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WISCONSIN V. ILLINOIS, 281 U. S. 179 (1930)
U.S. Supreme Court
Wisconsin v. Illinois, 281 U.S. 179 (1930)
Wisconsin v. Illinois
Nos. 7, 11, and 12, Original
Argued March 12, 13, 1930
Decided April 14, 1930
281 U.S. 179
1. Passing upon the Master's report in this case and the exceptions thereto, the Court determines the amounts by which the unlawful diversion of water from Lake Michigan ( 278 U. S. 278 U.S. 367) should be diminished from time to time and the times to be fixed for each step; the plans proposed for disposal of the Chicago sewage are considered as material only as bearing on what those determinations should be; the defendants must find the way to comply with the determinations. P. 281 U. S. 197.
2. The performance to be exacted of the defendant state is to be gauged by what is possible if it devotes all its powers to the exigency. The state can base no defences upon difficulties which it has itself created, nor upon anything in its own constitution that may stand in the way of prompt action. Id.
3. In determining the extent to which the diversion of water should be reduced and the times at which the reductions should take place, a recent rise in the level of Lake Michigan cannot be taken into account, since, apart from speculation as to the duration of the rise, delays are allowable only for the purpose of limiting within fair possibility, the requirements of immediate justice pressed by the complaining states. Id.
4. These requirements as between the parties are the constitutional rights of those states, subject to whatever modification they may hereafter be subjected to by Congress acting within its authority. Id.
5. In present conditions, there is no invasion of the authority of Congress by the former decision in these cases, and the right of the plaintiffs to a decree is not affected by the possibility that Congress may take some action in the matter. Id.
6. The Court approves the Master's recommendations as to the amounts in which the diversion shall be successively reduced and the times within which the reductions shall be made, with a provision requiring the defendant Sanitary District to file with the Clerk of this Court at stated periods, reports of the progress of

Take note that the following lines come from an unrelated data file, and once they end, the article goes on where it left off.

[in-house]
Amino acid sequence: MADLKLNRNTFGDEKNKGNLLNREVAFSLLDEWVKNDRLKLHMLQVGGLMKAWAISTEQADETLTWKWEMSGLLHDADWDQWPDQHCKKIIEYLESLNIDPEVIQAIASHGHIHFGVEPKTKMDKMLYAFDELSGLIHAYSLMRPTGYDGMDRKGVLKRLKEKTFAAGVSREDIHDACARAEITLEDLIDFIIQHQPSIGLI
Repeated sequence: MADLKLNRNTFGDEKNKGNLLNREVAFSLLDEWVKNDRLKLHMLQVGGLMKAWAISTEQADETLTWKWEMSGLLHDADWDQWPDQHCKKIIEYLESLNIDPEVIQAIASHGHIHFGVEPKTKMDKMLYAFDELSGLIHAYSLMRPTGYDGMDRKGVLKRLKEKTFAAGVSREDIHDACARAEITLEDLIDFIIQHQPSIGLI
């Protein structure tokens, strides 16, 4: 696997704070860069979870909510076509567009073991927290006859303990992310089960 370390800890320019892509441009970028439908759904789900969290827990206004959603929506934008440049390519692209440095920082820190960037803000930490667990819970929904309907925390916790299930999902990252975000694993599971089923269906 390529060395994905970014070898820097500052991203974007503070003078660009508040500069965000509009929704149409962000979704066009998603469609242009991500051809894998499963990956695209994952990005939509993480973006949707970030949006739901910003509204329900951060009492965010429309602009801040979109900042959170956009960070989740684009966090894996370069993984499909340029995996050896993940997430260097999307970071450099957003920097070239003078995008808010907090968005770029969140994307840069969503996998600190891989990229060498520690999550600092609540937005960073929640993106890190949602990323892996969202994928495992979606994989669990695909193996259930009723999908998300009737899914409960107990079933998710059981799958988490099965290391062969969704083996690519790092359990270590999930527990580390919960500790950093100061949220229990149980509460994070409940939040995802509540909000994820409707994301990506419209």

the work involved at the coming in of which either party may make application to the Court for such action as may be suitable. P. 281 U. S. 198.
7. All action of the parties and the Court in this case will be subject to any order that Congress may make in pursuance of its constitutional powers and any modification that necessity may show should be made by this Court. Id.
8. The Court rejects the plaintiffs' demands that all diversion through the Drainage Canal cease, that the canal be closed at its connection with the Des Plaines River, with an incidental return of the flow of the Chicago River to its original course into the Lake, and also (a demand not contemplated by their bills) that all water pumped in the Sanitary District for domestic purposes be returned to the Lake after being purified in sewage works, and adopts as more reasonable the Master's report that, as the best way of preventing the pollution of navigable waters, an outflow from the canal into the Des Plaines should be permitted, and that the interests of navigation in the Chicago River, as a part of the Port of Chicago, will require the diversion of an annual average not exceeding 1500 c.f.s., in addition to domestic pumpage after sewage treatment. P. 281 U. S. 199.
9. The claims of the complaining states should not be pressed to a logical extreme without regard to relative suffering and to the time during which the plaintiffs have let the defendants go on without complaint. P. 281 U. S. 200.
10. If the amount of water withdrawn for domestic purposes should be excessive, it will be open to complaint. Id.
11. Whether the right for domestic use extends to great industrial plants (not argued) may be open for consideration at some future time. Id.
12. The defendants, having made the suits necessary by persisting in unjustifiable acts, must pay the costs of the litigation. Id.
Decree directed, subject to future modification
Suits brought originally in this Court by the States of Wisconsin, Minnesota, Ohio, Pennsylvania, Michigan, and New York, against the Illinois and the Chicago Sanitary District, to enjoin further taking of water from Lake Michigan for the purpose of carrying off the sewage of Chicago and vicinity through a drainage canal. Pursuant to the opinion reported in 278 U. S. 278 U.S. 367, the case
was referred for the second time to Charles E. Hughes, Esquire, as Special Master. The Master was directed to take testimony on the practical measures needed to dispose of the sewage without the unlawful diversions of water, and the time required for their completion, and to report his conclusions for the formulation of a decree. The decision now reported was rendered after a hearing upon exceptions to the Master's report under the second reference.
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